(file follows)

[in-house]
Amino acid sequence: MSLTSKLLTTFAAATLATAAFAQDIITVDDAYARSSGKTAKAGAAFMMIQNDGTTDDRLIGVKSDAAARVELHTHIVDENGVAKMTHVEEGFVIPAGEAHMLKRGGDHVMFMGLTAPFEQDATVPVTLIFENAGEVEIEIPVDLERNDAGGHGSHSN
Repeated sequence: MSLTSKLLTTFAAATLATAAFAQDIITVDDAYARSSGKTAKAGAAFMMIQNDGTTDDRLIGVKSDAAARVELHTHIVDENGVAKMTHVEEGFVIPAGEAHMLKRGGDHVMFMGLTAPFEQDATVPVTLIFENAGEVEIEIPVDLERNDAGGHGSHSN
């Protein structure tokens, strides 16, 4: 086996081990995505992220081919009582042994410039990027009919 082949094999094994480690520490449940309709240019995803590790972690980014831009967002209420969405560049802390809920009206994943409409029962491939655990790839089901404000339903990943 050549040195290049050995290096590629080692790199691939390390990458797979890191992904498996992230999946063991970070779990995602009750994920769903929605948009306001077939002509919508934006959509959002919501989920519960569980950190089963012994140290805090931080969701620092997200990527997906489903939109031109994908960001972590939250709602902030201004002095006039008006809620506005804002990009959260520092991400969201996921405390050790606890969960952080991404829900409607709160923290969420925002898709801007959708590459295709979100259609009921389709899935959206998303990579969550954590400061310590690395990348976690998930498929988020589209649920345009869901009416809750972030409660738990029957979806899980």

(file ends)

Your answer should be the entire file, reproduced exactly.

[in-house]
Amino acid sequence: MSLTSKLLTTFAAATLATAAFAQDIITVDDAYARSSGKTAKAGAAFMMIQNDGTTDDRLIGVKSDAAARVELHTHIVDENGVAKMTHVEEGFVIPAGEAHMLKRGGDHVMFMGLTAPFEQDATVPVTLIFENAGEVEIEIPVDLERNDAGGHGSHSN
Repeated sequence: MSLTSKLLTTFAAATLATAAFAQDIITVDDAYARSSGKTAKAGAAFMMIQNDGTTDDRLIGVKSDAAARVELHTHIVDENGVAKMTHVEEGFVIPAGEAHMLKRGGDHVMFMGLTAPFEQDATVPVTLIFENAGEVEIEIPVDLERNDAGGHGSHSN
């Protein structure tokens, strides 16, 4: 086996081990995505992220081919009582042994410039990027009919 082949094999094994480690520490449940309709240019995803590790972690980014831009967002209420969405560049802390809920009206994943409409029962491939655990790839089901404000339903990943 050549040195290049050995290096590629080692790199691939390390990458797979890191992904498996992230999946063991970070779990995602009750994920769903929605948009306001077939002509919508934006959509959002919501989920519960569980950190089963012994140290805090931080969701620092997200990527997906489903939109031109994908960001972590939250709602902030201004002095006039008006809620506005804002990009959260520092991400969201996921405390050790606890969960952080991404829900409607709160923290969420925002898709801007959708590459295709979100259609009921389709899935959206998303990579969550954590400061310590690395990348976690998930498929988020589209649920345009869901009416809750972030409660738990029957979806899980």